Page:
Supercapacitors, Lithium-Capacitors, Lithium-Ion Batteries: An electrode solution for all devices

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With the increase of energy consumption year after year around the world, more energy storage devices are utilized in our everyday life for a series of applications (from battery-powered means of transport to back-up power systems for residential and commercial applications, from wearable devices to advanced electronics). The global energy storage market is exponentially growing at a CARG of 37.6% over the next 10 years. Three of the main players in this growing industry are: lithium-ion batteries, lithium-capacitors and supercapacitors.

All of these devices have something in common: they all use a carbon-based electrode. The electrodes utilized inside energy storage devices are one of the most critical components that determines the performance of the device. As an example, the carbon-based positive electrode of lithium air batteries (LABs) is the component where the major competitive mechanisms occur, such as the electrochemical reactions leading to the formation and decomposition of multiple types of lithium oxides, lithium-ion and electronic transport as well as oxygen transport. Similar conditions can be found in supercapacitors where the electrochemical stability of the electrodes used within the device determine the overall performance of the device itself, particularly the maximum operating voltage and temperature, as well as useful lifetime of the device.

For decades, all traditional carbon-based electrodes used in lithium-ion batteries, lithium-capacitors and supercapacitors utilized polymer-based binders as "glue" to keep the electrode material together. The limitations of using polymers are a result of their electrical insulating properties which cause high ESR.  Additionally, they break down at high voltage and at high temperatures, and require additional additives to enhance conductivity.

Figure 1. Regular electrode with polymer-based binder and primer

Finally, Nanoramic has changed all that.  We have developed a highly engineered electrode material with no polymer binder and no primer, showing a very low internal resistance (ESR or equivalent series resistance) even with thick electrodes.  It can operate at 3 Volts and at temperatures of more than 150 degrees Celsius (these values are referred specifically to supercapacitor application in combination with a selected electrolyte). In the Nanoramic composite electrode, nano-carbon based materials act as both conductive aid and binder, so it’s binder-free.  It has greater thermal and electrochemical stability,  where the ESR is not a function of the electrode thickness like in in commercially available polymer binder-based electrode/  Thismakes the Nanoramic Composite Electrode material perfect for automotive, avionics, oil and gas, geothermal exploration, advanced electronics, and space applications.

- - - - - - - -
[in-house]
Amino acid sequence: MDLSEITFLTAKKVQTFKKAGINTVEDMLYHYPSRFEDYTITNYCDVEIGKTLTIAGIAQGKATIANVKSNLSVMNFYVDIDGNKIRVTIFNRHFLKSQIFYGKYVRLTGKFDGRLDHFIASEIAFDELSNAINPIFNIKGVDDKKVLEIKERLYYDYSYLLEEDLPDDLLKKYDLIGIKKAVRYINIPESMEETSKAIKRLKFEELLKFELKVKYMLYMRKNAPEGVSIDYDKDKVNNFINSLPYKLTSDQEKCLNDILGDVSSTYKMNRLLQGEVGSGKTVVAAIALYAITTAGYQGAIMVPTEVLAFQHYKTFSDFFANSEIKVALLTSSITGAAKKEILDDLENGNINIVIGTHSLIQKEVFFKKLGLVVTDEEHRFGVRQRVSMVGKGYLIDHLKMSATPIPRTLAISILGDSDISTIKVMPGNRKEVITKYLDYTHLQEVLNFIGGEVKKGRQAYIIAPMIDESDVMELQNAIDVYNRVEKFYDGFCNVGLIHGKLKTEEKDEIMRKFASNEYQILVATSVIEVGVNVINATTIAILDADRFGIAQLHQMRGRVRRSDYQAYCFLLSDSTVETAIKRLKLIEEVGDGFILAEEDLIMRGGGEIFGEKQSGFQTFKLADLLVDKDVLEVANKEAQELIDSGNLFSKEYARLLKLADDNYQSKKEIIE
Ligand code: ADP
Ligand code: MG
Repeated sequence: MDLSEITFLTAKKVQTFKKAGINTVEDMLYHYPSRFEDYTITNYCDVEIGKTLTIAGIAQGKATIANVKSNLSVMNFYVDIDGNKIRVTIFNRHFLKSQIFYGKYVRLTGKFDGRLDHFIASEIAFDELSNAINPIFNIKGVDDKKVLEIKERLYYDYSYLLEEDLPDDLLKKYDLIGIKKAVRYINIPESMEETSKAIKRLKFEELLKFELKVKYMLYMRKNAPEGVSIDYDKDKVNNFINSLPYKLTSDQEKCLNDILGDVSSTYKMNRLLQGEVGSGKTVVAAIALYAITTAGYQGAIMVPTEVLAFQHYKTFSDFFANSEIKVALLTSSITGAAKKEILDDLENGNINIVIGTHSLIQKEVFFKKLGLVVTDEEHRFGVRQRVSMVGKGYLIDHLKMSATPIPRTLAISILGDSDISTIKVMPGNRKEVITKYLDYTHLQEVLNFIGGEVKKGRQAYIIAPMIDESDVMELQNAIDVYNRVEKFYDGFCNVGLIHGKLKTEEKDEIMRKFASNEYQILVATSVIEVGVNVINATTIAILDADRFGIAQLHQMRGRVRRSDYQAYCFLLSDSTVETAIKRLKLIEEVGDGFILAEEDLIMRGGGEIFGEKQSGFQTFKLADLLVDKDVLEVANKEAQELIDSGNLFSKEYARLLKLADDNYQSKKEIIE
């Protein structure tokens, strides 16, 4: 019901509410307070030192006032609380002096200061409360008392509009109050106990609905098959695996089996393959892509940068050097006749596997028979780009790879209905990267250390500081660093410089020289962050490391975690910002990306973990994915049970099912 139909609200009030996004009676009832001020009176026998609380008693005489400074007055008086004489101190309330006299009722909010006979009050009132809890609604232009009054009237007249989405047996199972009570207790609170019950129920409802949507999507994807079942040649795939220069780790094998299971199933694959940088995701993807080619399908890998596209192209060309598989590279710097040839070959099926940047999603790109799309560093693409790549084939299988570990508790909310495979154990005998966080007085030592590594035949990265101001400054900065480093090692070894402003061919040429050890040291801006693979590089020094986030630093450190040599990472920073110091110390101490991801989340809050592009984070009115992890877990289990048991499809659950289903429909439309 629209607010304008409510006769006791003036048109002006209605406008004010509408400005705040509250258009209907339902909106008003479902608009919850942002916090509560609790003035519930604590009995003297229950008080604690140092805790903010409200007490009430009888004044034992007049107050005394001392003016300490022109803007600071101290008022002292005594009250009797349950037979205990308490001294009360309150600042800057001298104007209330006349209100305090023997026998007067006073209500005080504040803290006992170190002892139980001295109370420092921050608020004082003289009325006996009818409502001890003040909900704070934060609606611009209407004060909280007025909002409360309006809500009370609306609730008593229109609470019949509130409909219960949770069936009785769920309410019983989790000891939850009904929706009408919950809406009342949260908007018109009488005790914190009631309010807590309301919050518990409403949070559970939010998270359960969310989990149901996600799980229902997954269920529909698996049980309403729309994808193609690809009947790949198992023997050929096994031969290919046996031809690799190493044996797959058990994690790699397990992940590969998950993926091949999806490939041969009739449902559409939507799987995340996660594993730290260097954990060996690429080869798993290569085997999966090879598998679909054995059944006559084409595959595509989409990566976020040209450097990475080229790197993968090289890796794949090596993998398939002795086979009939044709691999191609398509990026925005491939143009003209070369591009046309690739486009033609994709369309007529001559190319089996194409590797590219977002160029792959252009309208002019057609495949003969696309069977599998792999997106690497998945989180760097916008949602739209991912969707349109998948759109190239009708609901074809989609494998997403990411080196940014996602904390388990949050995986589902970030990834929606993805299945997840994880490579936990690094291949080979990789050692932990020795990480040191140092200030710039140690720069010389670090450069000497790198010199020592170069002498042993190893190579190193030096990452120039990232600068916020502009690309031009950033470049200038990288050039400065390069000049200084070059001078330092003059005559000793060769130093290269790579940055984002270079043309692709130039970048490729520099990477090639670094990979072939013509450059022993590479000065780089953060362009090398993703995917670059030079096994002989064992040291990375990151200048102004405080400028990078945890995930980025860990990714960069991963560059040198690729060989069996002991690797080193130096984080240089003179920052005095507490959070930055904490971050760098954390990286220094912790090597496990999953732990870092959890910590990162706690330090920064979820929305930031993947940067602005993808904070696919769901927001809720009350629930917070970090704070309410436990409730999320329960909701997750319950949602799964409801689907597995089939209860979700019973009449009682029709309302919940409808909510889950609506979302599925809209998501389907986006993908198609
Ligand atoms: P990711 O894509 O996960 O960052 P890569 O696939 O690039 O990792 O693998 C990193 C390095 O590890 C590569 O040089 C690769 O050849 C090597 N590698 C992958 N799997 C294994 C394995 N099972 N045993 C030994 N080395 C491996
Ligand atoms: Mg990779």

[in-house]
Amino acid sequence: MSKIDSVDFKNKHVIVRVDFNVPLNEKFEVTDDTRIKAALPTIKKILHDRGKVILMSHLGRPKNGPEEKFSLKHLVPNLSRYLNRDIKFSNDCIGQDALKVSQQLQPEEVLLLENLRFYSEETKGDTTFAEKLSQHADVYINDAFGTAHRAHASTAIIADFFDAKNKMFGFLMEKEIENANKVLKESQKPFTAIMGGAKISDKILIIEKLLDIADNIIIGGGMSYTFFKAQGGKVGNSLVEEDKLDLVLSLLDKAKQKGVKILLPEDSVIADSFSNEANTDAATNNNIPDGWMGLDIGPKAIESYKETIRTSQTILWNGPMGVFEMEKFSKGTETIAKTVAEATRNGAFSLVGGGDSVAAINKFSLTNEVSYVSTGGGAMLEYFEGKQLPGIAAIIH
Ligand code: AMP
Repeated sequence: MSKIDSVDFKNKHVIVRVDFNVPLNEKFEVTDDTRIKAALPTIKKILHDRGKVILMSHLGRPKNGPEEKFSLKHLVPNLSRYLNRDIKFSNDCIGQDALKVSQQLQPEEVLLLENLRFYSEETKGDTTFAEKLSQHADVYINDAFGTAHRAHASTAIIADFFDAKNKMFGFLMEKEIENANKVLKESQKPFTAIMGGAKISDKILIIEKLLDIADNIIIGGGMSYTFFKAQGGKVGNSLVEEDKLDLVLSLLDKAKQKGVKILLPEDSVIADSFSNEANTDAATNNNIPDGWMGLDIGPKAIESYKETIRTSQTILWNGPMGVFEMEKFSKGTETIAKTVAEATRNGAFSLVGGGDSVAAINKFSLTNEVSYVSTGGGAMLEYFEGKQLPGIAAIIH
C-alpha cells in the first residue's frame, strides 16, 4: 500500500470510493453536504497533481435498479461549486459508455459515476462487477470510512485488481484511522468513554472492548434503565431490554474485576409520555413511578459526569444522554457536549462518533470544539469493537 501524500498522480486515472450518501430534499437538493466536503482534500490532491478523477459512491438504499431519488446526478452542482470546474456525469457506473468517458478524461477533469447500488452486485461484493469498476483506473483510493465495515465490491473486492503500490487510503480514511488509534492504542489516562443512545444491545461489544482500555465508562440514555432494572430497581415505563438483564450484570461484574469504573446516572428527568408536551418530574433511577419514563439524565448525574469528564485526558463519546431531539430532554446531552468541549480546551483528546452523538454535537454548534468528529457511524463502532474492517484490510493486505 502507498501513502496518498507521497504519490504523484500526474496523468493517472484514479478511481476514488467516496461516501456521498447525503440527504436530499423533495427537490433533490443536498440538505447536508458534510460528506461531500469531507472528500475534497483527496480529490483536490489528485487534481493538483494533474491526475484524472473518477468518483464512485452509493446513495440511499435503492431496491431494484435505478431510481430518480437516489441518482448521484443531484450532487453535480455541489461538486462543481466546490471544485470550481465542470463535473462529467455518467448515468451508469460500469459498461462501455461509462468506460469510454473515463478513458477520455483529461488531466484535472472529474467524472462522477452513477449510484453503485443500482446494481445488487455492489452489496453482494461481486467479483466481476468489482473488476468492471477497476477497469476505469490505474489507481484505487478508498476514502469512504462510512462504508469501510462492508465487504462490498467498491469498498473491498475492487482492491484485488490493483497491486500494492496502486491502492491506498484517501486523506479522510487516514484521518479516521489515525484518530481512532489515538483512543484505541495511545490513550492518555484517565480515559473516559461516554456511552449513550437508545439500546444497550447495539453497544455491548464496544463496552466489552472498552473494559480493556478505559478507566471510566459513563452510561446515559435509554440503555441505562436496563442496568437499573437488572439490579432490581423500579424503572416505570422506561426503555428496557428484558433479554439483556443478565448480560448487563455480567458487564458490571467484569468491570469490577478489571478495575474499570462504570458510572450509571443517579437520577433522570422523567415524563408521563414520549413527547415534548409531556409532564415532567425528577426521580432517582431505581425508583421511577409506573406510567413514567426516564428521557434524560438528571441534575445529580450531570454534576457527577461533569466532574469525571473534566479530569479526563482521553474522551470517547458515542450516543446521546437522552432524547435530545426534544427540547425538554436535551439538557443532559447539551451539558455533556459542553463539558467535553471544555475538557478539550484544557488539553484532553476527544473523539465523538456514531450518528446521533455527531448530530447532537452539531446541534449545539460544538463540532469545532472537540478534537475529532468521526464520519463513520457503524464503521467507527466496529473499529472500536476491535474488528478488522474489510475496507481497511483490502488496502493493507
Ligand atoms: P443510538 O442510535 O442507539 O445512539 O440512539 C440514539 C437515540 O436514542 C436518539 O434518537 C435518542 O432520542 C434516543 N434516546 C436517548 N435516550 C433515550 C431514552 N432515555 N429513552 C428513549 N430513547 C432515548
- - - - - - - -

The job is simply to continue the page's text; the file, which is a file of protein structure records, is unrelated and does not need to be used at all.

We see our Nanoramic CE as a platform able to be utilized by a series of technologies, including ultracapacitors (or EDLC), but also lithium capacitors, and lithium-ionbatteries, for both anode or cathode with the proper adjustments. If you want higher operating voltage, higher operating temperature and longer lifetime for your ultracapacitor or battery, the Nanoramic Composite Electrode is your perfect solution.

Our team is capable of addressing your needs with different thicknesses of the current collector from 20um to 50um, and thicknesses of the active material from 10um to 80um. We have in-house and third parties testing  for EDLC applications and we are looking for partners to develop and test this electrode material for lithium-capacitors and lithium-Ion batteries. The benefits of using Nanoramic CE are the same for all of these technologies: low ESR, high power, high operating temperatures, high stability, and long lifetime.

Figure 2. Nanoramic CE

Read more about our Nanoramic CE here:

Figure 3. Multiple FastCAP ultracapacitor form factors for a variety of applications utilizing Nanoramic CE
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